My first winter (this upcoming will be my third), I got acutely homesickness about once ever two months: I would be walking along and all of a sudden I would be hit with a wave of loneliness and homesickness and want nothing more than to curl up in bed with a hot water bottle and cry. It was a lot like PMT/PMS only without the cramps. The next day I'd feel fine again. This last year has involved homesickness, but usually passing pangs rather than day-long bouts - and I consider myself to be very lucky that occasional days of homesickness has been the worst of it. I know people who were or are chronically homesick. That day, after listening to the podcast, was just a mild funk that lingered for a few days, mostly unnoticed. That's more my life now: every so often there'll be a slight fugue, a day or three when I'm a bit blue around the edges, usually because Something is Happening back home and I feel left out. I only really noticed this last time because, walking to the grocery store, I saw a tiny oak tree, too young to be called even a sapling, and it's leaves were turning orange and red and I thought, "aww, just like poison oak!" and then had to laugh ruefully at myself because, really, who gets nostalgic for toxic flora?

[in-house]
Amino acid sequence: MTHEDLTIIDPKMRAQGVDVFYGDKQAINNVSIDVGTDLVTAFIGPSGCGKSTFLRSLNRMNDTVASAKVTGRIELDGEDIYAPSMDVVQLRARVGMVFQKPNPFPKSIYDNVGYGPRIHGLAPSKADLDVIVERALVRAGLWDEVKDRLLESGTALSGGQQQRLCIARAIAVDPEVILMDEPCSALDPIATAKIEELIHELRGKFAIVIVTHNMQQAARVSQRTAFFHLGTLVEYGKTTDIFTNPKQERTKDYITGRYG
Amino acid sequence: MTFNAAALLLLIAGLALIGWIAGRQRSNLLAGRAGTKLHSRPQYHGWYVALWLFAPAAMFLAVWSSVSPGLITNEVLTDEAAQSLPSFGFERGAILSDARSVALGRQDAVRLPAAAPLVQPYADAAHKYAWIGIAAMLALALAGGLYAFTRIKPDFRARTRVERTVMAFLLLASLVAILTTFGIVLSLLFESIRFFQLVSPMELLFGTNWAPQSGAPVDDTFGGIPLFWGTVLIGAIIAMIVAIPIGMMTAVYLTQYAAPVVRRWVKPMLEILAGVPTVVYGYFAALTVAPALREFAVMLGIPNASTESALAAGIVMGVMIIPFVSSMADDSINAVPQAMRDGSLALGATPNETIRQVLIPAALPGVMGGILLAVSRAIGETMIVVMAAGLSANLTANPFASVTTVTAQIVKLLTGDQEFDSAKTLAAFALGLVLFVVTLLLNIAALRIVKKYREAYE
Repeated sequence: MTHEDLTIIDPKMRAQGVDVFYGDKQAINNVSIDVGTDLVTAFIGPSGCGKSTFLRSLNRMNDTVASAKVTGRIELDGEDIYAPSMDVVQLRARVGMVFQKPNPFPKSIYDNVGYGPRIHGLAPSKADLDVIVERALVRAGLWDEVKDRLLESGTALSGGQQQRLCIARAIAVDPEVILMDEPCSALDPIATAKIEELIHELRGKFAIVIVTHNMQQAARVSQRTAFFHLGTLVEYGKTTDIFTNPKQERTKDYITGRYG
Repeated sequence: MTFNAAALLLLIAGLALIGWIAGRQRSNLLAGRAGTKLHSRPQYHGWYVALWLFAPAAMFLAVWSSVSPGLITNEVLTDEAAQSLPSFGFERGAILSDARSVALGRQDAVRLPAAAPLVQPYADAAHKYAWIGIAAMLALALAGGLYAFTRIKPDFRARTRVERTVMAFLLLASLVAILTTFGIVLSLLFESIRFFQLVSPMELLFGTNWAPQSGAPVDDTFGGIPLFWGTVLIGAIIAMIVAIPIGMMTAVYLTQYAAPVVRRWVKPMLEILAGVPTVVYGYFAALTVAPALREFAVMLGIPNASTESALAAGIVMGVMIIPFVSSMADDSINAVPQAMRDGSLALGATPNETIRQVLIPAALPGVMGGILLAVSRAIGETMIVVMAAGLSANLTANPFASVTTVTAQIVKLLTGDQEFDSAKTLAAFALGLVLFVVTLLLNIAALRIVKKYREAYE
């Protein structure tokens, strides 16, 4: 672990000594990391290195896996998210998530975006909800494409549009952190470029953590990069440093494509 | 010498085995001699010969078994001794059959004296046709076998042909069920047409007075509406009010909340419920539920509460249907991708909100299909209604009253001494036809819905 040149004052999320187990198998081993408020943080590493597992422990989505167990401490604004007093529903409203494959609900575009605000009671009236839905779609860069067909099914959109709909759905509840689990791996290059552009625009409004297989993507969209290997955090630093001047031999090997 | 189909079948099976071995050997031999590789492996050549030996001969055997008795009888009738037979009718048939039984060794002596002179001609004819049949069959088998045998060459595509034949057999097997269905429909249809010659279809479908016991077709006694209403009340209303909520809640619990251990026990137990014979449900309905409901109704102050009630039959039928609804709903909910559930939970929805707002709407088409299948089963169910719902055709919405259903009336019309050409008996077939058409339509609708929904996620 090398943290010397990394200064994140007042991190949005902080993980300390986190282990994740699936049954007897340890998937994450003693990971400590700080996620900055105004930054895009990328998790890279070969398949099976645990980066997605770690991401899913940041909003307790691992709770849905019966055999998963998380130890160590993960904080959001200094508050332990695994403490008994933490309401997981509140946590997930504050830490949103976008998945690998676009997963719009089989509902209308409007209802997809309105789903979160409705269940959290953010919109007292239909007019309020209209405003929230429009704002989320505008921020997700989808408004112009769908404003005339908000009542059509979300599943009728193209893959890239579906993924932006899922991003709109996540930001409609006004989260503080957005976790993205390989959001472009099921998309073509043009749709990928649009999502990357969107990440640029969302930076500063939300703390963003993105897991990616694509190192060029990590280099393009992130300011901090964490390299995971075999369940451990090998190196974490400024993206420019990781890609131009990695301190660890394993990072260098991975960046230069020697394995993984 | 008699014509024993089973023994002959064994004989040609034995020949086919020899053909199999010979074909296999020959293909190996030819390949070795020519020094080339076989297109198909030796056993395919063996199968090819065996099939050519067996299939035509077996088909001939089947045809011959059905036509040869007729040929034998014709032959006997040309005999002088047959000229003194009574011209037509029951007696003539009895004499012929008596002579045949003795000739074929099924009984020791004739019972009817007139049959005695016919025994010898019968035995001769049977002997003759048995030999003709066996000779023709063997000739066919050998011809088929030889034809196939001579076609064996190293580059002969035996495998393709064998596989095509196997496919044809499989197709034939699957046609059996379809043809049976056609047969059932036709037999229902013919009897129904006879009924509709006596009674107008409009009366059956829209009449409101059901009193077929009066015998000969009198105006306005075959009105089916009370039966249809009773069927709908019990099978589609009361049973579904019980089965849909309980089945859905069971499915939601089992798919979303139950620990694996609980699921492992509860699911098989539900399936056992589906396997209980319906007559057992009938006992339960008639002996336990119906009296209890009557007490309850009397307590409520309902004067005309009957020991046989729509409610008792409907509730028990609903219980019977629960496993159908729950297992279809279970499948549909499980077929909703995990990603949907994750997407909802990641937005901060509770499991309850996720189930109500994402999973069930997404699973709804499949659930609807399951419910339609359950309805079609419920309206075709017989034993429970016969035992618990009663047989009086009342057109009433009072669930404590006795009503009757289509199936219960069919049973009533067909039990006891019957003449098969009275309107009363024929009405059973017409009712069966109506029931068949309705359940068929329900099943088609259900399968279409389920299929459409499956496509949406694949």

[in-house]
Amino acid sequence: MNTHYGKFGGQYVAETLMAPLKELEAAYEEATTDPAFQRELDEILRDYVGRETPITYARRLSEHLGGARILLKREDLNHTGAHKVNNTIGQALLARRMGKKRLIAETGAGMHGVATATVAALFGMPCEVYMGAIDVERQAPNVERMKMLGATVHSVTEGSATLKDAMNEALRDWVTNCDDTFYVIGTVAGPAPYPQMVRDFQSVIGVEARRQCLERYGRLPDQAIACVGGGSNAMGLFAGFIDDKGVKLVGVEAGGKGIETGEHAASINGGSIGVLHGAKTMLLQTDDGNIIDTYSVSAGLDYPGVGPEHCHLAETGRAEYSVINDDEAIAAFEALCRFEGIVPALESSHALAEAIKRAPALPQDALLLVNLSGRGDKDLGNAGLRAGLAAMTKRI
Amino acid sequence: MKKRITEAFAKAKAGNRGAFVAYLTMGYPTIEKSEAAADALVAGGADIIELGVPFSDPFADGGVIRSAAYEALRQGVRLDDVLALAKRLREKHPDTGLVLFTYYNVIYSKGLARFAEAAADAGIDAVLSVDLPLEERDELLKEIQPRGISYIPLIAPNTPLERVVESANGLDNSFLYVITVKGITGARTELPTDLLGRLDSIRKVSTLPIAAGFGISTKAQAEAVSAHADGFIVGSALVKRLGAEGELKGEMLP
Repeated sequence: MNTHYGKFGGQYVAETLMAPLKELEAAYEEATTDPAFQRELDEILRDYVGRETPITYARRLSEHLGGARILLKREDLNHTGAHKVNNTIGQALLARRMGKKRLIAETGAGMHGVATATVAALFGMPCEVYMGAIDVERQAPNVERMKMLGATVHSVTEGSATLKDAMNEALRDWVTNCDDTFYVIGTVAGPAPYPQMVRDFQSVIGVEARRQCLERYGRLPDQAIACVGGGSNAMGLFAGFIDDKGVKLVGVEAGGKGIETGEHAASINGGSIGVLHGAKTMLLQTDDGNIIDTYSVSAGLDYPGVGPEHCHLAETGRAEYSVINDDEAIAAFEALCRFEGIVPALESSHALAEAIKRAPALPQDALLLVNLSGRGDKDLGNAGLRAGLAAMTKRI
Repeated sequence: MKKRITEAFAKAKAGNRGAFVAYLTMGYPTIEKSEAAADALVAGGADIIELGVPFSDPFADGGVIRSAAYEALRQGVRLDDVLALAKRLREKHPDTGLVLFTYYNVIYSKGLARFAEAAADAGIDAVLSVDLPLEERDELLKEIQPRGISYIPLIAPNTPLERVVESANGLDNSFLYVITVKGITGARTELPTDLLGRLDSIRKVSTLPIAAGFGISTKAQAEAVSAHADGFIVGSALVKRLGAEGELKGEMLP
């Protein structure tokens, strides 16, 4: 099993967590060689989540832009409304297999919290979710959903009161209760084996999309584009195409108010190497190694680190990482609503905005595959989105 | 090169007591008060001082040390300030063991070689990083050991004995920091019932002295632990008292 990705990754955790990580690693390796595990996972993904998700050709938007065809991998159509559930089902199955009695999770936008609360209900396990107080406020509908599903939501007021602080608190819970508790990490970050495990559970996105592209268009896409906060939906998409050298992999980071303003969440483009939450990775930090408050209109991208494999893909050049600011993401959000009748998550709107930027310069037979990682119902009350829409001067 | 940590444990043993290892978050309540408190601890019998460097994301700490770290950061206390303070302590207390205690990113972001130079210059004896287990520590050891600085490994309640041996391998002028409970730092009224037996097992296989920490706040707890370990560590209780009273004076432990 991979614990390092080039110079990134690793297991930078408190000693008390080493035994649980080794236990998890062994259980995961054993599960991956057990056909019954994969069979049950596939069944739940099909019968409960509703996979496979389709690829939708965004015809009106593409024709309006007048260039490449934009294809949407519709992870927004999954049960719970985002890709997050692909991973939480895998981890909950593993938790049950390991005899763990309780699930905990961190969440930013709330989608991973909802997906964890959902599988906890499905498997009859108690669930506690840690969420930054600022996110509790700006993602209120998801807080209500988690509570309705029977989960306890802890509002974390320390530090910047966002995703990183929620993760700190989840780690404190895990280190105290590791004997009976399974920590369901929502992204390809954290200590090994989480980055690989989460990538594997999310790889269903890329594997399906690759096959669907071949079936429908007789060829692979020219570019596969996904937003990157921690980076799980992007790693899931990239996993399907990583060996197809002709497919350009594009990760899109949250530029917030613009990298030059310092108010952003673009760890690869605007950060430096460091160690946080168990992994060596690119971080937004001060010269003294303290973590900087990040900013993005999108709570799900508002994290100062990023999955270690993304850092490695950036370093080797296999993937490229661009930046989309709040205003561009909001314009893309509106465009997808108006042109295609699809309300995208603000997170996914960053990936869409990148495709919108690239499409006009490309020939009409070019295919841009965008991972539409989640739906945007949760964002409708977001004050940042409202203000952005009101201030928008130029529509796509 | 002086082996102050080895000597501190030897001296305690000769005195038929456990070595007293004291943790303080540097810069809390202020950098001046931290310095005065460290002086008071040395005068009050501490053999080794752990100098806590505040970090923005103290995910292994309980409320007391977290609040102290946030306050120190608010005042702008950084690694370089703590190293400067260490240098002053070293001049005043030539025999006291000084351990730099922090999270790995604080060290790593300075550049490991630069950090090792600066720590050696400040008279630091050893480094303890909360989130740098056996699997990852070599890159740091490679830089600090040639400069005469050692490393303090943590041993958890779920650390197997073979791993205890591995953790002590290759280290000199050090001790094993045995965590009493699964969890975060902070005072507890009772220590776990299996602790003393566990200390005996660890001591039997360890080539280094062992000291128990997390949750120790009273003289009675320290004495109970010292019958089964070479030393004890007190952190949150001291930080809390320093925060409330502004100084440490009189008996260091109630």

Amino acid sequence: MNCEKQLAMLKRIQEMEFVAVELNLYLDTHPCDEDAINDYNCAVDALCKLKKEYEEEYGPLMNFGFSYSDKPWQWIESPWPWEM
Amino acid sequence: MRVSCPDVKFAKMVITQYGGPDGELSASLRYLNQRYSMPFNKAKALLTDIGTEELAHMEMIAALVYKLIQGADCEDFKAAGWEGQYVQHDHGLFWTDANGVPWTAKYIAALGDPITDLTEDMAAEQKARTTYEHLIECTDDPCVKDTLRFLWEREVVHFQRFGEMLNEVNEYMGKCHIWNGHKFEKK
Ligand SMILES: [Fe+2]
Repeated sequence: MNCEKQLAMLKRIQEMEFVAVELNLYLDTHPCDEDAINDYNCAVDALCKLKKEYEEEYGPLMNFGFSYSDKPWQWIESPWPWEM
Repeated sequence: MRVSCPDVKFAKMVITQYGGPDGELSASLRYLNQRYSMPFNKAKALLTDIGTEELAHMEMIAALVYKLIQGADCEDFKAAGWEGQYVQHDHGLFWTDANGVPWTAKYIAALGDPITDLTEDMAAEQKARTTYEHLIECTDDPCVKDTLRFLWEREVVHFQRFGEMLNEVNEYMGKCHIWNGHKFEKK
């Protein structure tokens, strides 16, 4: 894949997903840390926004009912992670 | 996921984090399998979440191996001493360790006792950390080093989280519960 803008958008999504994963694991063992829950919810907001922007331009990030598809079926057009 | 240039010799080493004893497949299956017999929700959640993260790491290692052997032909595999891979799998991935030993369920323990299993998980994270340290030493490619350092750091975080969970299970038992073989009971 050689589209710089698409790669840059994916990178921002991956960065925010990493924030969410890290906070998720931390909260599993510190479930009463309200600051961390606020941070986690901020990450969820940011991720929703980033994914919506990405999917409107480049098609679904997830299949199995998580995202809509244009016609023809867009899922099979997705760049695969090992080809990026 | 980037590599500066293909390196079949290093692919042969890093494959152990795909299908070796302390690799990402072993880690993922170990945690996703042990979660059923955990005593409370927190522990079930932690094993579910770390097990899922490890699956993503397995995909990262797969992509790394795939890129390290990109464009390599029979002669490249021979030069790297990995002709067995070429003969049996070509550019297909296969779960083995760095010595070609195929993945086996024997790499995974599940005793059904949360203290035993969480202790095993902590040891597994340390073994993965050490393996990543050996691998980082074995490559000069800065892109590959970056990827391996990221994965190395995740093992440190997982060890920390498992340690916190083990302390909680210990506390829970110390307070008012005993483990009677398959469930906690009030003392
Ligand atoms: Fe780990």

The easiest comfort for homesickness is food, as importing people can be tricky and they tend not to want to sit in your cupboard for weeks or months on end. My friend T, a fellow USian living in the UK, asks people to bring her Kraft Macaroni and Cheese (blue box). I brought a box for her when I came to visit the UK, back when she was a friend of a friend and not someone I'd ever met. When I had a chance to request things I figured, "why not?" and asked for blue boxes of my own. They really do taste like my childhood which is particularly strange given that my mother cooked from scratch, mostly using things grown in our garden, and Kraft Mac'n'Cheese had almost no place in my childhood. But it tasted like childhood, and soup mugs, and standing in my mother's post-earthquake kitchen. Even my husband, who had never had mac'n'cheese from a box, liked it.

I'm down to one box, which like my one bottle of root beer is now For Emergency Purposes Only, so in the name of Science I purchased a box of Kraft Cheesey Pasta (red box) and made it for lunch.